• FCC staff last week clarified, albeit informally as part of a webcast (as part of the NAB Show Express, available on demand here), that stations in states where the primary election date has been pushed back due to public health concerns may be subject to longer lowest unit charge (LUC) periods. In states where the 45-day window opened and then the primary election date was pushed back, a new window begins 45 days before the new date of the primary election.  This could potentially result in a nearly 90-day LUC window tied to one election.  See our article here from the Broadcast Law Blog where we explained how the postponed primaries would extend LUC windows.
    • As part of that same webcast, FCC staff reminded stations running special COVID-related public service announcements that featuring a candidate standing for election this year can trigger equal opportunities and public file obligations. If the candidate appearance is on a paid spot, the equal opportunities rights of opposing candidates would be to buy an equal number of paid spots.  If the PSAs were run for free, then the candidate’s opponents are entitled, upon request, to the equivalent amount of free airtime.  Look for more on this issue in the Broadcast Law Blog this week.
  • The FCC acted last week in two TV market modification proceedings that are good illustrations of the necessary elements of a petition for a change in the television market to which a county or other geographical subdivision is assigned for determining which stations are local for cable of satellite television carriage purposes. In the first, it rejected a petition submitted by Montezuma County, Colorado to modify the county’s DMA, so the county’s DISH Network customers could receive Denver’s KUSA.  The Commission found that the county did not submit enough evidence to prove the need for market modification.  In the second, the Commission upheld its Media Bureau’s decision to modify the markets of three Georgia counties, so that DISH and DIRECTV customers in those counties could receive four Atlanta TV stations.  The Commission denied the appeal of the Greenville-Spartanburg-Asheville-Anderson DMA TV stations carefully analyzing the factors necessary to support the modification of the market and finding no reason to change the Bureau’s ruling.  (Montezuma Market Modification) (Atlanta Market Modification)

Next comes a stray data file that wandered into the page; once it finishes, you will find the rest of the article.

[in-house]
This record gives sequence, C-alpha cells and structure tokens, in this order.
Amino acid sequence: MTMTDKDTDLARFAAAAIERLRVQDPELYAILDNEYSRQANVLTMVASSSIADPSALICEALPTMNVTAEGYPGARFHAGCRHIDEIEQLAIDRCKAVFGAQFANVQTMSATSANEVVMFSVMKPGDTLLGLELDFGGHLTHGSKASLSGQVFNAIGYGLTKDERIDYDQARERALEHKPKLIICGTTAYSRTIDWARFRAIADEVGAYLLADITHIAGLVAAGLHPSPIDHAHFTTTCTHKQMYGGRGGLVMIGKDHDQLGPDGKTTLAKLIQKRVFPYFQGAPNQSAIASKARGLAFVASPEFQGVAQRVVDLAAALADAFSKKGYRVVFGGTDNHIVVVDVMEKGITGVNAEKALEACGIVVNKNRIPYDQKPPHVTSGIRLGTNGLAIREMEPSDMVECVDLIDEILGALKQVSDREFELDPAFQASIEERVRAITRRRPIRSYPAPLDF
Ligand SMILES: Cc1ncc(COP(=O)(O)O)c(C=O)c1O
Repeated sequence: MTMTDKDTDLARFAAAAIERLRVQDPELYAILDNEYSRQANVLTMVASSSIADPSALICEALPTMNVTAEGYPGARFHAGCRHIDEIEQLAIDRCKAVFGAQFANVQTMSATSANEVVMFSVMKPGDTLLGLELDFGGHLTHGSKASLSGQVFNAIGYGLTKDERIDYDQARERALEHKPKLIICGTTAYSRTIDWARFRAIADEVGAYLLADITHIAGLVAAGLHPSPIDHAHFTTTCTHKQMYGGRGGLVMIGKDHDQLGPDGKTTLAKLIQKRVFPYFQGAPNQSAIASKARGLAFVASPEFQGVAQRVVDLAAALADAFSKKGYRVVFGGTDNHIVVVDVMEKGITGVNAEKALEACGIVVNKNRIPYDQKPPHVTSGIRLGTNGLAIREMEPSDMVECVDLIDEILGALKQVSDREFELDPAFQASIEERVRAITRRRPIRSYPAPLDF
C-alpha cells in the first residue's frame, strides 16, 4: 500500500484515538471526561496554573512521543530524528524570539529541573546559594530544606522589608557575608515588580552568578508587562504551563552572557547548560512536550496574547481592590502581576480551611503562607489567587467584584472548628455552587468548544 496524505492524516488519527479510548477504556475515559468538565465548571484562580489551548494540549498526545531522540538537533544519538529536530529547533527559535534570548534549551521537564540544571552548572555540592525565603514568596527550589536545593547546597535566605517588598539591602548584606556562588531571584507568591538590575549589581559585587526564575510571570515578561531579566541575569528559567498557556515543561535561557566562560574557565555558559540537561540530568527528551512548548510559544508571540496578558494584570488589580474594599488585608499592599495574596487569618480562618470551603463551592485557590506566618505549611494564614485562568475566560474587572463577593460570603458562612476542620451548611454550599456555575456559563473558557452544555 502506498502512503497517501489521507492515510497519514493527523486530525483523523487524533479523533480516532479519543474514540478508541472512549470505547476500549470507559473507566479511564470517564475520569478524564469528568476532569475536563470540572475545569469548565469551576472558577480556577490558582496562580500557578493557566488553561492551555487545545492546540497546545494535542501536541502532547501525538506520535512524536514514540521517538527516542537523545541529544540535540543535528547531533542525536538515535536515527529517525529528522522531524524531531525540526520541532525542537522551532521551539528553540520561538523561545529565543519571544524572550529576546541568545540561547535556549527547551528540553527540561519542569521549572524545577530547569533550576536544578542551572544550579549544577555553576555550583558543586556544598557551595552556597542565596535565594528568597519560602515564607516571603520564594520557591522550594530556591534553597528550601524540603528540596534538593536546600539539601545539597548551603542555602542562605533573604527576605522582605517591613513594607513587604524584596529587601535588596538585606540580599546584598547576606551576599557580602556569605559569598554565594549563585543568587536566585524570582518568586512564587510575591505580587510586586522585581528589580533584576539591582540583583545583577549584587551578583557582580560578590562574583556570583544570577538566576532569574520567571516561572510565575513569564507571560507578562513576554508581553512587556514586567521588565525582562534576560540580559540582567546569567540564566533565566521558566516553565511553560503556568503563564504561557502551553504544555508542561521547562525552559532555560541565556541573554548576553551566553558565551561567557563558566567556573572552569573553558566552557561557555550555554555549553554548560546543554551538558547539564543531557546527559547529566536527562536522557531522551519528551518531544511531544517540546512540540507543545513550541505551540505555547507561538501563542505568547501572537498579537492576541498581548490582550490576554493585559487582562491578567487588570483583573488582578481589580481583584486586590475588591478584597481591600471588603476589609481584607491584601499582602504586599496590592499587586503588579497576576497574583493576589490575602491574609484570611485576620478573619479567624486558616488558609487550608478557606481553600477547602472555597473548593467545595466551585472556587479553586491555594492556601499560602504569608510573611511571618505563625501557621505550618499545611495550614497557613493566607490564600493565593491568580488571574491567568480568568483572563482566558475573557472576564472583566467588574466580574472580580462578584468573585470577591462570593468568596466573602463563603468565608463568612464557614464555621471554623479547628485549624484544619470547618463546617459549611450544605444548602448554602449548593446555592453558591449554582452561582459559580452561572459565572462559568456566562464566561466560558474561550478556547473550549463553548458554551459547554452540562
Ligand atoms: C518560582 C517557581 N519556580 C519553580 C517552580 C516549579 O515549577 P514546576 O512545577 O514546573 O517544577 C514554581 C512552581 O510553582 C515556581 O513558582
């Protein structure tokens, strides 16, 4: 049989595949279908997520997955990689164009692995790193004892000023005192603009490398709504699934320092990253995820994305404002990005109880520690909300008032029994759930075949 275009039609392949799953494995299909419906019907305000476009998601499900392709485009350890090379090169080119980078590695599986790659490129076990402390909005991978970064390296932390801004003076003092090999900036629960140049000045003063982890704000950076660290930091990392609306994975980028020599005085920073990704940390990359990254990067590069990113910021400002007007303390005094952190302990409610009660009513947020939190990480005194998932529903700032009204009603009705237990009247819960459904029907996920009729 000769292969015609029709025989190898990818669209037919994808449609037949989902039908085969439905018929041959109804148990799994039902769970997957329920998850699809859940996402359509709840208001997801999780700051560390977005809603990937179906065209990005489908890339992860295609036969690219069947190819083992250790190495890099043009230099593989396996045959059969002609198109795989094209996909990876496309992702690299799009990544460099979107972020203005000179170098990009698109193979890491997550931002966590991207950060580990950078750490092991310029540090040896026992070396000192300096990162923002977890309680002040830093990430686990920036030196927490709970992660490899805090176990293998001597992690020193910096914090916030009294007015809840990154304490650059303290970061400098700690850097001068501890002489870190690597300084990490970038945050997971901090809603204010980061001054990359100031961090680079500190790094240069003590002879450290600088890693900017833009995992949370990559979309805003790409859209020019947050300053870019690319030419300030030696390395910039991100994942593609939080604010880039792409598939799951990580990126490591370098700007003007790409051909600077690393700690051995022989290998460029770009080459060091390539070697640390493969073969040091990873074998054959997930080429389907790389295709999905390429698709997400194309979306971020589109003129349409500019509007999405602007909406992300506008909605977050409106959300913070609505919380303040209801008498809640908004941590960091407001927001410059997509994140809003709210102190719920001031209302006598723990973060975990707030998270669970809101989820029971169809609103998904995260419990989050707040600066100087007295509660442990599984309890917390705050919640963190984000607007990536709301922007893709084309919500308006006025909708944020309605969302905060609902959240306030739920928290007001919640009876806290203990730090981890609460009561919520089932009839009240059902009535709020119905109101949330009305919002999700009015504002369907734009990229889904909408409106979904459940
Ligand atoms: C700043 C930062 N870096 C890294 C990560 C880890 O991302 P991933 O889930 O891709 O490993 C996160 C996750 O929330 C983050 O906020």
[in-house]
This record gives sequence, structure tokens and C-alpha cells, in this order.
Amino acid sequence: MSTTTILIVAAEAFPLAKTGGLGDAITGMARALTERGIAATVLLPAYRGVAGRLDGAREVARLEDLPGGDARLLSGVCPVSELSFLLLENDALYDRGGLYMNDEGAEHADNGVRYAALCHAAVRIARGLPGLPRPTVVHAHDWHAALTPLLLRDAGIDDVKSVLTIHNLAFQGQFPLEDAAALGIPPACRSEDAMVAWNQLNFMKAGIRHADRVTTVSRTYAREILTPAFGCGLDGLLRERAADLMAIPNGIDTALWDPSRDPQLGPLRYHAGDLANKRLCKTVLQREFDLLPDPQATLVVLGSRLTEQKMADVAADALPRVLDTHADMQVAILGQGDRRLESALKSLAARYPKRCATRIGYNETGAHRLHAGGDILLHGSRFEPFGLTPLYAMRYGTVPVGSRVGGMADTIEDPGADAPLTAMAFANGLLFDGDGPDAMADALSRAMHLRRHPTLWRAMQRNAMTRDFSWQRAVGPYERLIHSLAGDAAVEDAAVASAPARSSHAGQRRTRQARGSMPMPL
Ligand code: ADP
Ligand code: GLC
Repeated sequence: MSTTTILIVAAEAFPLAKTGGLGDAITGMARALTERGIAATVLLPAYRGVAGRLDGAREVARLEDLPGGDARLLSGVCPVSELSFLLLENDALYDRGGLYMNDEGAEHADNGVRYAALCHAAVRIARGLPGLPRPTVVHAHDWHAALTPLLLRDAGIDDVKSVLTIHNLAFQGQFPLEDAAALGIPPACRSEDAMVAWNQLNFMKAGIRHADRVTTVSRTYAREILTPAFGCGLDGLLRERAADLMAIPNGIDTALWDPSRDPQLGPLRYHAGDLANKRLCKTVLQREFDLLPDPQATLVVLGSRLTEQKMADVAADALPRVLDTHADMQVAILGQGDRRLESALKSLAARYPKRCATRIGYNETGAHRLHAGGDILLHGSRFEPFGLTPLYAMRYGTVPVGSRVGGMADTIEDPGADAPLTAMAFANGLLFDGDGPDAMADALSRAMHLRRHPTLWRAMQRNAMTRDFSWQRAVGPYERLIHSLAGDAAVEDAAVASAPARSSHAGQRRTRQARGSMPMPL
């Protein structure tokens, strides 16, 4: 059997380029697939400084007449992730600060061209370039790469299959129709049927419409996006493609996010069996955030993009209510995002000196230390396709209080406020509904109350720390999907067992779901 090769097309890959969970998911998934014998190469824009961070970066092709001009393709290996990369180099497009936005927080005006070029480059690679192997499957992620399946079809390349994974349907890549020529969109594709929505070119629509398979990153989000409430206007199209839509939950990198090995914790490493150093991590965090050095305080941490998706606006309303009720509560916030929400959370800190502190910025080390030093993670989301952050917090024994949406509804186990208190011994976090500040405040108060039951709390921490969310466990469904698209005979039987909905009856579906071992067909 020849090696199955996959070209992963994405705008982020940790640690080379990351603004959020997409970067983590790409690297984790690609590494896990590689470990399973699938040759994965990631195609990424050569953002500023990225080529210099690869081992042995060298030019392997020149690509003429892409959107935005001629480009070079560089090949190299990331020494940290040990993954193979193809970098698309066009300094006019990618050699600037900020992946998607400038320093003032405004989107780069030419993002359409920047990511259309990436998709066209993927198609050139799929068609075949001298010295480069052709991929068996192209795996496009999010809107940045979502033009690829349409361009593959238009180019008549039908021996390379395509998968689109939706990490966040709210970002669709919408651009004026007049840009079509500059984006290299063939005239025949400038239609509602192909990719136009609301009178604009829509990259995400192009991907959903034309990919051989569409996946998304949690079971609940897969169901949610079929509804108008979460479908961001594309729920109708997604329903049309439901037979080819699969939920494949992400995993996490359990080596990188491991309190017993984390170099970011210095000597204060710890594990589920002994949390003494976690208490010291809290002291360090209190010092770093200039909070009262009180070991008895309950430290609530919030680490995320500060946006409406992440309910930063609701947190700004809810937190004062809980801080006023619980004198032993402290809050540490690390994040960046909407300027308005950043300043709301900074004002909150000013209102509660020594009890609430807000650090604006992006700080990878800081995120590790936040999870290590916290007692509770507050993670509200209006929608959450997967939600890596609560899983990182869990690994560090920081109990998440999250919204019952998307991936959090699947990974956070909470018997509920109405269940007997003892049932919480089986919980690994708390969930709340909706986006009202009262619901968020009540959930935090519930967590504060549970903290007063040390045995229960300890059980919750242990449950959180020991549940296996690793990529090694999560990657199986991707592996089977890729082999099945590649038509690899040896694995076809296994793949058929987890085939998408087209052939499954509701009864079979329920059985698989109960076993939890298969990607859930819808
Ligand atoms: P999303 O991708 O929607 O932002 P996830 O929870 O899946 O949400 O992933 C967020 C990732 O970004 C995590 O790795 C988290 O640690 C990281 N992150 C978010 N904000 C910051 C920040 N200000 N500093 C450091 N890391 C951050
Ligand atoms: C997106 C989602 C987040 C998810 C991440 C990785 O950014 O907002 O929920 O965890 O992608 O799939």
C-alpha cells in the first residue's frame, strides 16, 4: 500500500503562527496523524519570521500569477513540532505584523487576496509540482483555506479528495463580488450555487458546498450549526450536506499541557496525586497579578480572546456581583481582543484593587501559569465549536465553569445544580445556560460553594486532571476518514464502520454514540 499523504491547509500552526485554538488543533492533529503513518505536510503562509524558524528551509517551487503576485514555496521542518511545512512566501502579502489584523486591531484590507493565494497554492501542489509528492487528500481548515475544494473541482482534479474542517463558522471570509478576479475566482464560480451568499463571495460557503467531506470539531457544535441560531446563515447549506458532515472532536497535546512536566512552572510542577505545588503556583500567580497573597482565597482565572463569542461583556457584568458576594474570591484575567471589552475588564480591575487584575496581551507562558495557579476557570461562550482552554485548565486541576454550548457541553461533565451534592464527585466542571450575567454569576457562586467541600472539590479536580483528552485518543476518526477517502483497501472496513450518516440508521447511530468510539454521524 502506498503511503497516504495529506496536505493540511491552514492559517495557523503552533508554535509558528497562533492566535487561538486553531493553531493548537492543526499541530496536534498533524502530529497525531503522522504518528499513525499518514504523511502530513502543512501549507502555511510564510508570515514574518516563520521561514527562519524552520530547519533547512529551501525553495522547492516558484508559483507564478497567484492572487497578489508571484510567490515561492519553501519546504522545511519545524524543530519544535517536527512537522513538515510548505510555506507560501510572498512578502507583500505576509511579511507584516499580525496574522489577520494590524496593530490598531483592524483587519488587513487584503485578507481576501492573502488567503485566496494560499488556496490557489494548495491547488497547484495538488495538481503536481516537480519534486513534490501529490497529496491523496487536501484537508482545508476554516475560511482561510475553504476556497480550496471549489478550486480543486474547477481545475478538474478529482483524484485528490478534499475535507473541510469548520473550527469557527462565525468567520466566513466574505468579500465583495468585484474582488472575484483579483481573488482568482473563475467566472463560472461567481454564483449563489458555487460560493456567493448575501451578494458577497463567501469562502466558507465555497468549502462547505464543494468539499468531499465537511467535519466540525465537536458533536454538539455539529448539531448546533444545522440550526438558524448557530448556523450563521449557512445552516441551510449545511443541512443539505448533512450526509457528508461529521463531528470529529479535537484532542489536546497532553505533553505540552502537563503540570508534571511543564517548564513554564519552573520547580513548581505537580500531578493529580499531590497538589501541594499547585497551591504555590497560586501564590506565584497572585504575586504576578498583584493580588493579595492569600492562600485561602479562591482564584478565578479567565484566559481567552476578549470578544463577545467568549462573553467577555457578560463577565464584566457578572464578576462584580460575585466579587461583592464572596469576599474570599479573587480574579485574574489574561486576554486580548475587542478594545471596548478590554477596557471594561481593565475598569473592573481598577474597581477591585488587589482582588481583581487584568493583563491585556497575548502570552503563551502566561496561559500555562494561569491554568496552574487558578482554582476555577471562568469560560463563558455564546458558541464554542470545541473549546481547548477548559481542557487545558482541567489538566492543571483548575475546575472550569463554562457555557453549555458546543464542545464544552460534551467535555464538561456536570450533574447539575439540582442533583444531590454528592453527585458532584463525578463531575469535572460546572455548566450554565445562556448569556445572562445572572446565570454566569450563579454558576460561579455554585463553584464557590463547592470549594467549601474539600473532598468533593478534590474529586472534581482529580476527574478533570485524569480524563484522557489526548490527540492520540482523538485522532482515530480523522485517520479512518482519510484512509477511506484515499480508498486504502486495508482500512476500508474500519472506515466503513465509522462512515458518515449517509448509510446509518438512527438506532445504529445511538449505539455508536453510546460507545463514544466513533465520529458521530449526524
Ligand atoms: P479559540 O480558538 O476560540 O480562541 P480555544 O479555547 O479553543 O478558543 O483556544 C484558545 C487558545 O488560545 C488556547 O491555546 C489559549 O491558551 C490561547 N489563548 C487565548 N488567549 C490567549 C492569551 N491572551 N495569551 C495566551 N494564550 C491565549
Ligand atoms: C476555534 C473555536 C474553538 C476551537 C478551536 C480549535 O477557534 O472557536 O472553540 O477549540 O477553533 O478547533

• The FCC declined to review its decision to cancel the license of KCPM(TV), Fargo, ND. The Media Bureau found that the station failed to transmit a signal for twelve consecutive months, which resulted in an automatic expiration of the license.  This is a good reminder for station operators, and especially important for stations that may have gone silent during the current pandemic, to notify the FCC when a station goes silent and to re-commence operations within a year to avoid automatic cancellation  of the station’s license. (FCC Letter) See this article from the Broadcast Law Blog about the FCC requirements for notice when a station goes silent, the article here about actions that the FCC can take against stations that fail to operate regularly during a license renewal term, and the article here about the strict interpretation that the FCC gives to Section 312(g) of the Communications Act which provides for the automatic cancellation of a license if a station has been silent for a year unless the FCC finds that preserving the license is necessary for reasons of equity and fairness, a finding rarely made.